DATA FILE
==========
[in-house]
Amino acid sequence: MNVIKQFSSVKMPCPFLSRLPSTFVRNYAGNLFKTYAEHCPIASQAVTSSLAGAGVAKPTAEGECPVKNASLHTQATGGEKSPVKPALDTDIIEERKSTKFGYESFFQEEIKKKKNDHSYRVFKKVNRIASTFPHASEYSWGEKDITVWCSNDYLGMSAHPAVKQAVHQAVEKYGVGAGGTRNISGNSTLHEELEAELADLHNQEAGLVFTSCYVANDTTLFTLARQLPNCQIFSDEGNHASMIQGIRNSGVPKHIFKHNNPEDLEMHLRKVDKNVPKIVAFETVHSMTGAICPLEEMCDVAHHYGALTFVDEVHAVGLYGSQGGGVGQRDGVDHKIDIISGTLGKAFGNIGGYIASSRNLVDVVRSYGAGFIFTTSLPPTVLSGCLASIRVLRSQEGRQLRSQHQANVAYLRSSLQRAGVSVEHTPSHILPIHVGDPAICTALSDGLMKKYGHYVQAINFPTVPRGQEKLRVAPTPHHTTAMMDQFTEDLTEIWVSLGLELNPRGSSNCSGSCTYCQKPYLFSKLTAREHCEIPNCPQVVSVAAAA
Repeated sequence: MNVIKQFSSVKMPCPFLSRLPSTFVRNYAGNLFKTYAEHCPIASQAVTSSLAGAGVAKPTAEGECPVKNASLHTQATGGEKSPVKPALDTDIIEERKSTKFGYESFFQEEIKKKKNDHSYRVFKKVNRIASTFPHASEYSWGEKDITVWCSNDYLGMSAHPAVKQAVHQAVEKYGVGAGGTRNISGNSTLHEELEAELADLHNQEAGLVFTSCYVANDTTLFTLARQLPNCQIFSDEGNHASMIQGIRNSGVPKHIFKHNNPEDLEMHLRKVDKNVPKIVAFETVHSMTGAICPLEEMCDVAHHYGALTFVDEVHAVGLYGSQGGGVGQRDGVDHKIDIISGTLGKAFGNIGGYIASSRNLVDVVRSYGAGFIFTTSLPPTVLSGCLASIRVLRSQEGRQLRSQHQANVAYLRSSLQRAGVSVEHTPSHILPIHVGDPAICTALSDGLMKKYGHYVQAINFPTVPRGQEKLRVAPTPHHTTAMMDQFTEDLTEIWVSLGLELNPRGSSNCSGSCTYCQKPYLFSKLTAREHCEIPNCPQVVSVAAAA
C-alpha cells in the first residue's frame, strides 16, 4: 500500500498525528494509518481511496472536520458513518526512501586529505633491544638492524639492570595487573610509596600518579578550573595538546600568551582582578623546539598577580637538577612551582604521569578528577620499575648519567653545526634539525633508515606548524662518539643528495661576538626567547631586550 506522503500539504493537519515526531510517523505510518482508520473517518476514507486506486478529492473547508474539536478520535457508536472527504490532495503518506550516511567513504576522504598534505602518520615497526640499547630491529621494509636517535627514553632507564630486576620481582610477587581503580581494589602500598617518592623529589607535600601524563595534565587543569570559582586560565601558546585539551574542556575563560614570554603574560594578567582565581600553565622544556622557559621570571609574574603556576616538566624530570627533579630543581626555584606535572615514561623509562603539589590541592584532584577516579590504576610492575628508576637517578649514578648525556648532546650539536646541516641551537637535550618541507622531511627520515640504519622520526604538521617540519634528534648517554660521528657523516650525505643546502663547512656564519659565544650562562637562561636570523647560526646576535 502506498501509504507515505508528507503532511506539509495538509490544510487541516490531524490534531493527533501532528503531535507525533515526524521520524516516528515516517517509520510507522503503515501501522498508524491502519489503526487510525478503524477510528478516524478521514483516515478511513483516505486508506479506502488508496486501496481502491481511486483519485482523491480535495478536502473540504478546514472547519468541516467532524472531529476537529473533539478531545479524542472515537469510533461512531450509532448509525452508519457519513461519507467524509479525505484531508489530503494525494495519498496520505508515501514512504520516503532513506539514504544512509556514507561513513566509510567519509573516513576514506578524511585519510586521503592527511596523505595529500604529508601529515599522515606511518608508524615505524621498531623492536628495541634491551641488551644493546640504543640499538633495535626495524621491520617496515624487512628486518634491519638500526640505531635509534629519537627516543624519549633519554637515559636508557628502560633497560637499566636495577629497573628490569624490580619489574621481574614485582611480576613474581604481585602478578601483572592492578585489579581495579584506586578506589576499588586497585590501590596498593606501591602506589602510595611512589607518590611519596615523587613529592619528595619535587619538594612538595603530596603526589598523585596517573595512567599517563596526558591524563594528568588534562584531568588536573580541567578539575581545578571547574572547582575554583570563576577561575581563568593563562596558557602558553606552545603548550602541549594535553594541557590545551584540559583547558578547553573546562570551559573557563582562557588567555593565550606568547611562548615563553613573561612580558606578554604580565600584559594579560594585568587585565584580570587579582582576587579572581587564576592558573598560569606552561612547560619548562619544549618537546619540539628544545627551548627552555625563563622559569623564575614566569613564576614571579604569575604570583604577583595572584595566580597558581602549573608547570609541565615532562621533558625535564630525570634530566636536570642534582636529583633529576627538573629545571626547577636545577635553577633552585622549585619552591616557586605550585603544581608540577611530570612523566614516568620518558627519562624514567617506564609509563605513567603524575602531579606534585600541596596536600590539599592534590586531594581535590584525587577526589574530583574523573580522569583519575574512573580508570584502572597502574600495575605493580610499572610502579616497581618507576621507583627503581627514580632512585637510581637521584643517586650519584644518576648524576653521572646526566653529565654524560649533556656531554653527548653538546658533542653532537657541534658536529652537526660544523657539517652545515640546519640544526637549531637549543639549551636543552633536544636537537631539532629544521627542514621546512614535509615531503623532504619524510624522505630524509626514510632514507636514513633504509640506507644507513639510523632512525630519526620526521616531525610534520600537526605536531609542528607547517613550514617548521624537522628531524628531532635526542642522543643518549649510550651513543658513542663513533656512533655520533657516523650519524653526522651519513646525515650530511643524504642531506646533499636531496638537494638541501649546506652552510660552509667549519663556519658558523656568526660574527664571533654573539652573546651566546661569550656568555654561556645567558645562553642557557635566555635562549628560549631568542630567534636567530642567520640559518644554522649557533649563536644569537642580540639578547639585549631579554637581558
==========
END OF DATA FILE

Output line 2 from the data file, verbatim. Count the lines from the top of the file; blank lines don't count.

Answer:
Amino acid sequence: MNVIKQFSSVKMPCPFLSRLPSTFVRNYAGNLFKTYAEHCPIASQAVTSSLAGAGVAKPTAEGECPVKNASLHTQATGGEKSPVKPALDTDIIEERKSTKFGYESFFQEEIKKKKNDHSYRVFKKVNRIASTFPHASEYSWGEKDITVWCSNDYLGMSAHPAVKQAVHQAVEKYGVGAGGTRNISGNSTLHEELEAELADLHNQEAGLVFTSCYVANDTTLFTLARQLPNCQIFSDEGNHASMIQGIRNSGVPKHIFKHNNPEDLEMHLRKVDKNVPKIVAFETVHSMTGAICPLEEMCDVAHHYGALTFVDEVHAVGLYGSQGGGVGQRDGVDHKIDIISGTLGKAFGNIGGYIASSRNLVDVVRSYGAGFIFTTSLPPTVLSGCLASIRVLRSQEGRQLRSQHQANVAYLRSSLQRAGVSVEHTPSHILPIHVGDPAICTALSDGLMKKYGHYVQAINFPTVPRGQEKLRVAPTPHHTTAMMDQFTEDLTEIWVSLGLELNPRGSSNCSGSCTYCQKPYLFSKLTAREHCEIPNCPQVVSVAAAA